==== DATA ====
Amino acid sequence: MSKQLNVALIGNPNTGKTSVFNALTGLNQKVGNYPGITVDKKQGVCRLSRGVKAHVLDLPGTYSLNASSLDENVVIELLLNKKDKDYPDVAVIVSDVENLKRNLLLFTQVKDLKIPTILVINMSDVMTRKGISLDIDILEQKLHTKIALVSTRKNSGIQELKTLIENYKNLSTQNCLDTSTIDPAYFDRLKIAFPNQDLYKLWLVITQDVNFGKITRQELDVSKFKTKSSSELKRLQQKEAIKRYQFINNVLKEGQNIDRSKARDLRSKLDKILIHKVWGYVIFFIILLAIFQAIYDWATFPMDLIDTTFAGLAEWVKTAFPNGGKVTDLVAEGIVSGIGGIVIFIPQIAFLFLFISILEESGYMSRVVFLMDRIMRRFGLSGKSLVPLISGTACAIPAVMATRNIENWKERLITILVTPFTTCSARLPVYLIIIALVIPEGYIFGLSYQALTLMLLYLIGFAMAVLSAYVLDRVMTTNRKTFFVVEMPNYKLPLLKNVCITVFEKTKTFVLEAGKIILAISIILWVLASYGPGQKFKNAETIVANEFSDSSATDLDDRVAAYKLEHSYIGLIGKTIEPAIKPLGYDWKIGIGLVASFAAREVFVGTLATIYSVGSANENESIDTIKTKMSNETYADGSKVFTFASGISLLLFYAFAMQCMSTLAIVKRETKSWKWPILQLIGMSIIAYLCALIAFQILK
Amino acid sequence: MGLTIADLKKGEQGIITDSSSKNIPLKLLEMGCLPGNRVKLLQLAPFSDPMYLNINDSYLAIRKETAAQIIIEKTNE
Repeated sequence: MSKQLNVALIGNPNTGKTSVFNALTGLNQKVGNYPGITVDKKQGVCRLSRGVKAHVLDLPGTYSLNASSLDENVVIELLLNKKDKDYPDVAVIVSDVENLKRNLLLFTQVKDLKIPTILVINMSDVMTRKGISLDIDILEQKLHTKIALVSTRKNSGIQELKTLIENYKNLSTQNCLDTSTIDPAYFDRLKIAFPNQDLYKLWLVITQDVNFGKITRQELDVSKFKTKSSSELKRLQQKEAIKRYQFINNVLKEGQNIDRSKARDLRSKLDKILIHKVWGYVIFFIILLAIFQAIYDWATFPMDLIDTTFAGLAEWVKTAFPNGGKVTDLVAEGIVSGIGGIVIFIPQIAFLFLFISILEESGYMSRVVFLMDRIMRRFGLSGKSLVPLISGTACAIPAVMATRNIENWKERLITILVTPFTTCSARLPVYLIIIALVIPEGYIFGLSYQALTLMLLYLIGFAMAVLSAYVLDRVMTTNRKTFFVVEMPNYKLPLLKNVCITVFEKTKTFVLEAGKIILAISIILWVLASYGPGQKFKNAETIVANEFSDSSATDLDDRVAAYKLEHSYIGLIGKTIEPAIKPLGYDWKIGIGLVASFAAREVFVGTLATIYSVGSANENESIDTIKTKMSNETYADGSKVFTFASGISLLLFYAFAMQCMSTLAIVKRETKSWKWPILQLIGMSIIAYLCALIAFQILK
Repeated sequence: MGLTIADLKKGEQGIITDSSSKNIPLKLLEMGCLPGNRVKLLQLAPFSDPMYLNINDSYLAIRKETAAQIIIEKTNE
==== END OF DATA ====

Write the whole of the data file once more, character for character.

Amino acid sequence: MSKQLNVALIGNPNTGKTSVFNALTGLNQKVGNYPGITVDKKQGVCRLSRGVKAHVLDLPGTYSLNASSLDENVVIELLLNKKDKDYPDVAVIVSDVENLKRNLLLFTQVKDLKIPTILVINMSDVMTRKGISLDIDILEQKLHTKIALVSTRKNSGIQELKTLIENYKNLSTQNCLDTSTIDPAYFDRLKIAFPNQDLYKLWLVITQDVNFGKITRQELDVSKFKTKSSSELKRLQQKEAIKRYQFINNVLKEGQNIDRSKARDLRSKLDKILIHKVWGYVIFFIILLAIFQAIYDWATFPMDLIDTTFAGLAEWVKTAFPNGGKVTDLVAEGIVSGIGGIVIFIPQIAFLFLFISILEESGYMSRVVFLMDRIMRRFGLSGKSLVPLISGTACAIPAVMATRNIENWKERLITILVTPFTTCSARLPVYLIIIALVIPEGYIFGLSYQALTLMLLYLIGFAMAVLSAYVLDRVMTTNRKTFFVVEMPNYKLPLLKNVCITVFEKTKTFVLEAGKIILAISIILWVLASYGPGQKFKNAETIVANEFSDSSATDLDDRVAAYKLEHSYIGLIGKTIEPAIKPLGYDWKIGIGLVASFAAREVFVGTLATIYSVGSANENESIDTIKTKMSNETYADGSKVFTFASGISLLLFYAFAMQCMSTLAIVKRETKSWKWPILQLIGMSIIAYLCALIAFQILK
Amino acid sequence: MGLTIADLKKGEQGIITDSSSKNIPLKLLEMGCLPGNRVKLLQLAPFSDPMYLNINDSYLAIRKETAAQIIIEKTNE
Repeated sequence: MSKQLNVALIGNPNTGKTSVFNALTGLNQKVGNYPGITVDKKQGVCRLSRGVKAHVLDLPGTYSLNASSLDENVVIELLLNKKDKDYPDVAVIVSDVENLKRNLLLFTQVKDLKIPTILVINMSDVMTRKGISLDIDILEQKLHTKIALVSTRKNSGIQELKTLIENYKNLSTQNCLDTSTIDPAYFDRLKIAFPNQDLYKLWLVITQDVNFGKITRQELDVSKFKTKSSSELKRLQQKEAIKRYQFINNVLKEGQNIDRSKARDLRSKLDKILIHKVWGYVIFFIILLAIFQAIYDWATFPMDLIDTTFAGLAEWVKTAFPNGGKVTDLVAEGIVSGIGGIVIFIPQIAFLFLFISILEESGYMSRVVFLMDRIMRRFGLSGKSLVPLISGTACAIPAVMATRNIENWKERLITILVTPFTTCSARLPVYLIIIALVIPEGYIFGLSYQALTLMLLYLIGFAMAVLSAYVLDRVMTTNRKTFFVVEMPNYKLPLLKNVCITVFEKTKTFVLEAGKIILAISIILWVLASYGPGQKFKNAETIVANEFSDSSATDLDDRVAAYKLEHSYIGLIGKTIEPAIKPLGYDWKIGIGLVASFAAREVFVGTLATIYSVGSANENESIDTIKTKMSNETYADGSKVFTFASGISLLLFYAFAMQCMSTLAIVKRETKSWKWPILQLIGMSIIAYLCALIAFQILK
Repeated sequence: MGLTIADLKKGEQGIITDSSSKNIPLKLLEMGCLPGNRVKLLQLAPFSDPMYLNINDSYLAIRKETAAQIIIEKTNE